For the past several decades Telstra has been in a continual process of restructuring and transformation as the combination of liberalisation of its markets, regulation and technology shifts have challenged it. It’s about to undergo another major restructuring of its core in response to those same factors, as well as in response to some opportunities.
Telstra’s chief operations officer, Brendon Riley, today outlined a new model for his part of the business – responsible for about half Telstra’s domestic workforce – which reflects the pressures and rapidly shifting shape of Telstra’s portfolio of businesses.
The changes will almost inevitably mean cost reductions and job losses but aren’t necessarily or primarily about costs.
Rather they reflect the ongoing demise of the old copper core of Telstra, the emergence of the national broadband network (in whatever form) and the structural shift in emphasis within the telecommunications sector from hardware to software; from enterprise IT to the cloud.
Telstra Operations is responsible for every aspect of the group’s networks – design and engineering, construction, operation and delivery of customer services. Riley is also responsible for Telstra’s NBN-related infrastructure and its network application services in Australia and offshore. It is a very big chunk of the current Telstra, albeit much of it dedicated to the group’s legacy networks.
What Riley unveiled to his staff today is a new model which, from July 1, will create two sets of five groups which will have responsibility and accountability for end-to-end delivery of services to customers, which reflects the increasing emphasis and effort Telstra is placing and making to improve its customer service levels within an environment that will become ever more competitive as the NBN rolls out.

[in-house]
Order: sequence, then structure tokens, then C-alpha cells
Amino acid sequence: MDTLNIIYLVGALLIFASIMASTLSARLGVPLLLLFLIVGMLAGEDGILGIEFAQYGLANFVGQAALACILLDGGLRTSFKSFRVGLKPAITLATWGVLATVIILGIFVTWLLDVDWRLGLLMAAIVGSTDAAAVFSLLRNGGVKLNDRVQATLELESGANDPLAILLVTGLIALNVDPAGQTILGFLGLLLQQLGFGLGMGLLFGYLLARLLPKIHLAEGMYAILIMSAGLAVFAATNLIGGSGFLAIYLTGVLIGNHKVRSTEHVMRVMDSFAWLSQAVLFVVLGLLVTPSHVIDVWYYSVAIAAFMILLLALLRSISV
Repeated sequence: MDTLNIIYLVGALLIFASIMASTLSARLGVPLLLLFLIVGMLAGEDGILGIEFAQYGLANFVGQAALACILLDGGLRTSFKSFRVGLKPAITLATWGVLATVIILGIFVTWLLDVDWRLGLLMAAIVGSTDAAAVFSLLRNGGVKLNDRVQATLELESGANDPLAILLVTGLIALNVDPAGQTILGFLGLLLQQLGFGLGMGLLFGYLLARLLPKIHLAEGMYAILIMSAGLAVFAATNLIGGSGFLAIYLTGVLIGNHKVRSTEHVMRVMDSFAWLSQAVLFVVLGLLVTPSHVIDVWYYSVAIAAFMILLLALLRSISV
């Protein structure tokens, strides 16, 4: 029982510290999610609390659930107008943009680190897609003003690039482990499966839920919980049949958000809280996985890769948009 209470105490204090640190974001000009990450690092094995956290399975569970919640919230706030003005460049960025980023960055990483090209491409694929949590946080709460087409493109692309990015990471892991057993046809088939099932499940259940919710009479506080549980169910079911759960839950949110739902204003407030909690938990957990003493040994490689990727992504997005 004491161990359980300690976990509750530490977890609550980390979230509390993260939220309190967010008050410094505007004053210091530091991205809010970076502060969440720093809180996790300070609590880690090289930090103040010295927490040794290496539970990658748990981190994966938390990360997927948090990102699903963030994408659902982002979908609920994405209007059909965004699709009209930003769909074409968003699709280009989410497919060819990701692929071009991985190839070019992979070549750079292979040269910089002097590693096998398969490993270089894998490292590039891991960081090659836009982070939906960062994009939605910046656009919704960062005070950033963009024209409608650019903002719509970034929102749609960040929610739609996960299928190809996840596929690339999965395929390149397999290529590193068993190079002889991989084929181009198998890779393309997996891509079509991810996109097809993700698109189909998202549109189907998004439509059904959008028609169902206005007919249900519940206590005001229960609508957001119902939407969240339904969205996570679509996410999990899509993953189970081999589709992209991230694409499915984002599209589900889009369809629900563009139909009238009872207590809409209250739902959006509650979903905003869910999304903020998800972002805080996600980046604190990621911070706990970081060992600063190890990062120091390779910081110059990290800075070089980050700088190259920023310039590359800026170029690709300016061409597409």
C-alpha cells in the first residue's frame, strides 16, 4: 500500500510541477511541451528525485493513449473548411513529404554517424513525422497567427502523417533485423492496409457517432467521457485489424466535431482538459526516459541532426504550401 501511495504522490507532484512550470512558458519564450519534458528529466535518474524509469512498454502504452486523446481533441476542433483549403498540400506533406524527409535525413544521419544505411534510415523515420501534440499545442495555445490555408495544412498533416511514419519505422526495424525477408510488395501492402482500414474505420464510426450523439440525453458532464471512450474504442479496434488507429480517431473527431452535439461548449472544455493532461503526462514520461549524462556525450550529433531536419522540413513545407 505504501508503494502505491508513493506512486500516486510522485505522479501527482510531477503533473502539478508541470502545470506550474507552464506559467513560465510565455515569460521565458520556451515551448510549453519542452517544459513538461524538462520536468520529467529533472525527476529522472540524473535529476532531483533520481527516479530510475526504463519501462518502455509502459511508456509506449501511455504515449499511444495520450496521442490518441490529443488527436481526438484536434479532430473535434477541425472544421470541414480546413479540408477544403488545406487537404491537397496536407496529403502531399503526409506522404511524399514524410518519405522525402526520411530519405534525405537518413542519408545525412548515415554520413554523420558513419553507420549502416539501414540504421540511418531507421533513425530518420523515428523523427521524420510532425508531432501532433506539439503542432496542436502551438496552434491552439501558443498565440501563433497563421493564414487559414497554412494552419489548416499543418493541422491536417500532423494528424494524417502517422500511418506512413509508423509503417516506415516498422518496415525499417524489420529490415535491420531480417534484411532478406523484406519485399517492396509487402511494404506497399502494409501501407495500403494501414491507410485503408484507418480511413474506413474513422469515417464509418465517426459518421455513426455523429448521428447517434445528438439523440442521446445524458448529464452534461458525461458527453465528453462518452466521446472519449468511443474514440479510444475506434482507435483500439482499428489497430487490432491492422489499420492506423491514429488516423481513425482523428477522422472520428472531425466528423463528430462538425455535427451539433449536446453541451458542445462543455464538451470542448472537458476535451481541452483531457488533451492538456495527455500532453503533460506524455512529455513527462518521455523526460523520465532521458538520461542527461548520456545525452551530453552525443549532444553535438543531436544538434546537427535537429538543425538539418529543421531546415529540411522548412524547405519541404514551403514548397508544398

One set of five (IT solutions, networks, customer service delivery, NBN and network applications services) will effectively be verticals, with the other five (service operations, asset and facilities management, labour and contract management, product delivery management and business performance management) working across Telstra to produce more consistent delivery and prioritisation of its resources.
The underlying theme of the restructure is clear. Today Telstra has a lot of resources dedicated to its fixed networks, which are in a long-term decline that will accelerate as the NBN rolls out and as consumers divert ever more of their communications activity to wireless networks.
As Riley said to his staff, Telstra’s traditional businesses are under increasing margin pressure and the largest proportion of Telstra’s budget is spent supporting them, which is not a sustainable business model.
It needs to wind down the capital and staffing tied to those networks as their significance and profitability diminishes, redeploying them in newer growth areas like its own NBN-related activities and its fast-growing network applications services businesses here and offshore.
As it transitions from a platform-centric business towards more of a software and services future it will obviously require different skills and capabilities, so the nature of Telstra’s workforce and its size will probably continue to evolve over time, as it has over the past several decades.
The latest restructuring would suggest, however, that another acceleration of that process is about to get underway.